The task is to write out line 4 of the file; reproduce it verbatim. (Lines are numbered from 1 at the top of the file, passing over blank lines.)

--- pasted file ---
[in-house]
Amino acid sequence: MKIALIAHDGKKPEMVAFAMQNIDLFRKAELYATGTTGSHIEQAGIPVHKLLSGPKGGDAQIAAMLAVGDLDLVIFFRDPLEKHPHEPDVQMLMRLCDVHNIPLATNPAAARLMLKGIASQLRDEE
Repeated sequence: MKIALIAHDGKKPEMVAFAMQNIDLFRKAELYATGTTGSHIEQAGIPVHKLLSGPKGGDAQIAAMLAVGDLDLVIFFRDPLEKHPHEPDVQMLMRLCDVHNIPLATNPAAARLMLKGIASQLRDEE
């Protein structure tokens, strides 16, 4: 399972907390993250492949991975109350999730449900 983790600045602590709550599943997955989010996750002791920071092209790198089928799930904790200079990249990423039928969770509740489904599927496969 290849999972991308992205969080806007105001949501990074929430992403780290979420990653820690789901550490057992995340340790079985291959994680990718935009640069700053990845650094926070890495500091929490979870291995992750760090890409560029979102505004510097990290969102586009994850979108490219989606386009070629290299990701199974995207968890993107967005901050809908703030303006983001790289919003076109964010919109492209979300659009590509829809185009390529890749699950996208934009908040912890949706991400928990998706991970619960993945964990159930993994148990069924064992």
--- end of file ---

């Protein structure tokens, strides 16, 4: 399972907390993250492949991975109350999730449900 983790600045602590709550599943997955989010996750002791920071092209790198089928799930904790200079990249990423039928969770509740489904599927496969 290849999972991308992205969080806007105001949501990074929430992403780290979420990653820690789901550490057992995340340790079985291959994680990718935009640069700053990845650094926070890495500091929490979870291995992750760090890409560029979102505004510097990290969102586009994850979108490219989606386009070629290299990701199974995207968890993107967005901050809908703030303006983001790289919003076109964010919109492209979300659009590509829809185009390529890749699950996208934009908040912890949706991400928990998706991970619960993945964990159930993994148990069924064992």